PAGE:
There are different strategies regarding the use of empty properties and one of them includes the repurposing and reuse of those properties to contribute to the eradication of poverty. Currently, there are opportunities in reusing socially owned vacant buildings and spaces that may be used as accomodation for those who are at risk of homelessness and who are vulnerable. 

  1. What is an abandoned property
  2. Repurposing of empty and vacant properties
  3. Repercussions of the Covid-19 pandemic on business premises in the United Kingdom

What is an abandoned property

Abandoned property is understood as a piece of property that has been handed over to the state after years of neglect or inactivity. In order to know if a property is abandoned, it is important to know if there is a owner, and who that owner is. In order to identify the owner of the property, there are different ways to find him or her. The first way in finding the details of the abandoned house is to contact the neighbours. It is essential to investigate the identity of the owner, as in some cases the owner may be deceased. It can also be found at local institutions, that way it is easy to find out who the heirs are or which notary's office is in charge of the housing estate file.

Once a property is registered as unclaimed, time must go by in order for it to qualify as abandoned. Only then, can it be turned to the state.

Repurposing of empty and vacant properties

The United Kingdom (UK) is meeting a significant rise in homelessness levels as well as the use of temporary housing whereas the number of available properties is decreasing. For this reason, assocations and charitable associations are desperately looking for ways to tackle these issues.

In the UK, an estimate of 7,000 commercial and business premises owned by local authorities have been empty and vacant for over 12 months. These places have the potential of accomodating individuals and become homes, they may create up to 19,000 residential units. Of course, these spaces will have to go through a conversion from abandoned property to liveable property in a dignifying matter.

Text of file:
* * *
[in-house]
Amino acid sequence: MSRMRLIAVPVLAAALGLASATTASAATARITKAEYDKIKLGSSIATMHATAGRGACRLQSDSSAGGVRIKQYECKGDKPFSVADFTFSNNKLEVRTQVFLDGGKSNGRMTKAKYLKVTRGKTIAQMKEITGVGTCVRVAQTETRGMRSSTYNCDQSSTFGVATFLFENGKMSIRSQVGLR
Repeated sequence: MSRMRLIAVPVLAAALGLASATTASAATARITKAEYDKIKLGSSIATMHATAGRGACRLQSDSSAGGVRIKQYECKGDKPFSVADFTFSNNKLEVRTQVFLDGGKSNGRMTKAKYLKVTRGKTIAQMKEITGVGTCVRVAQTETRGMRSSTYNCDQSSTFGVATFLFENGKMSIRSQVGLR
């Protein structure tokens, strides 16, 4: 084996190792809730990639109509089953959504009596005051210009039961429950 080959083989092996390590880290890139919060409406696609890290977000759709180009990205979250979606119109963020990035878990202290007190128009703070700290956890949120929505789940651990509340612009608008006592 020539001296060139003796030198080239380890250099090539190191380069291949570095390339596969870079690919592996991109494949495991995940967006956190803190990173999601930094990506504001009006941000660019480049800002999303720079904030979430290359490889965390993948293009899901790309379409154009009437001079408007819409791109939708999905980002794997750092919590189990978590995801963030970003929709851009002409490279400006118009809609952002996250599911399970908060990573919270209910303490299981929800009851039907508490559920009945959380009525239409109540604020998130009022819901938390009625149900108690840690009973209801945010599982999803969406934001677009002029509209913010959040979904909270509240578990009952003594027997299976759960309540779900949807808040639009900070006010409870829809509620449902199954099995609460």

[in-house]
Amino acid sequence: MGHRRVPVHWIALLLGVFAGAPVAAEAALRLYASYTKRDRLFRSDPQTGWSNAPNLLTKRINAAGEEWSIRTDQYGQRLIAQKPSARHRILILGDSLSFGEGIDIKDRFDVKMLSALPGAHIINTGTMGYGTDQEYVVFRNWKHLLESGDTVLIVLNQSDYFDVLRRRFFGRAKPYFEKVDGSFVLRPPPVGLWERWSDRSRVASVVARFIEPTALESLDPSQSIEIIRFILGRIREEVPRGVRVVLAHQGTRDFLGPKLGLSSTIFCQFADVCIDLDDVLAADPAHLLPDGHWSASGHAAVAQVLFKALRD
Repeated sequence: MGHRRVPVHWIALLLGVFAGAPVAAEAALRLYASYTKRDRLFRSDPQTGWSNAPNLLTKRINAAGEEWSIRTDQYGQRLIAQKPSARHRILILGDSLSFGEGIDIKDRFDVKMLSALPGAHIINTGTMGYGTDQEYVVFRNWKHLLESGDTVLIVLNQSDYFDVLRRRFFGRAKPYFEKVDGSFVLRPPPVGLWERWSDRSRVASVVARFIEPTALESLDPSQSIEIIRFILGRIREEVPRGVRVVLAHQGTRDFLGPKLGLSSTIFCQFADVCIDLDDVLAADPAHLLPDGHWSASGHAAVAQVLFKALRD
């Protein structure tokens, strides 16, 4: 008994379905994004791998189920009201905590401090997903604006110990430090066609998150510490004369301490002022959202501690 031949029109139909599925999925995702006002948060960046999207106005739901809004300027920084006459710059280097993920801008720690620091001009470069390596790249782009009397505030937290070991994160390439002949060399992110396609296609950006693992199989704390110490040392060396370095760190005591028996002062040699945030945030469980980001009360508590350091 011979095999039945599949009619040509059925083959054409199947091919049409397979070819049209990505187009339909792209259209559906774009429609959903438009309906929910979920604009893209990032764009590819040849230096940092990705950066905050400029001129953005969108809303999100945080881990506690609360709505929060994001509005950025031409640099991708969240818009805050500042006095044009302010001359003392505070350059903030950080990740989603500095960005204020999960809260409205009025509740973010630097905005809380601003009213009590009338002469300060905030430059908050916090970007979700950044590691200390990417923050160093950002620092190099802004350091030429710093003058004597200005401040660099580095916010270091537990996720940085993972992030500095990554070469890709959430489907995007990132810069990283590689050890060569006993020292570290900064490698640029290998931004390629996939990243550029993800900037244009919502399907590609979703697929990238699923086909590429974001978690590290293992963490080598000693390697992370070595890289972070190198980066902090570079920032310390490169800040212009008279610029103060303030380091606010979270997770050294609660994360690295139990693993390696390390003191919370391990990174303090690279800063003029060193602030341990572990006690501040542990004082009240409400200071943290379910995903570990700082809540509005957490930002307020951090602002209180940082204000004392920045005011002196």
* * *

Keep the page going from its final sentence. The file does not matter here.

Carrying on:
It is evident that the significant number of empty and vacant properties in the UK could help alleviate this issue, however, most of these properties need more construction work and a long conversion process.

Seemingly, there is a significant housing issue in the UK, where many buildings are left abandoned and unused. The most sustainable and rewarding option when it comes to finding alternative uses to those buildings is placing homeless households into temporary accomodation, and to revise their stance on the redevelopment and repurposing or buildings for housing. However, this alternative is very costly, the conversion of these premises into accomodations and homes comes with obstacles and challenges. The conversion has to be made for the long-term, and such conversion includes time and money. It includes time as it requires a whole planning of the building's structural changes and a planning of the finance in order to be able to buy, rent or lease a building. Also, the conversion must respect certain standards and be of good quality in order to be long lasting.

Although it is challenging, such conversion is possible if the right shareholders gather and come together with the same common goal. In addition to these challenges being overcomable and resolvable, they may result in a solution that benefits all the parties involved.

Repercussions of the Covid-19 pandemic on business premises in the United Kingdom

The pandemic of Covid-19 led to the abandonment of many business establishments that have been unused for over a year and lie within local authority ownership. 

The pandemic has clearly changed our way of living, and during the lockdown, it became really hard to move around and buy things in the stores. Fear took over, and the amount of people in the streets significantly dropped. Undeniably, it has significantly affected the way we live and visits to the high streets over the past years. It also changed our way of working, many offices remained completely empty with the rise of working remotely in popularity and convenience. Strict measures taken by the state, which were necessary to contain the Covid-19 pandemic, caused enormous financial difficulties for businesses, who found themselves unable to pay their rents and charges. This has put the landlords themselves in difficult financial situation and is a reason for the unused and abandoned buildings in the UK.

Most likely, the pandemic has had long term consequences for the vacancy rates of offices and commercial premises across the UK.  The pandemic created an era of over-supply and reduced demand which creates a difficult situation for owners and landlord who find themselves struggling to retain empty units or buildings financially.

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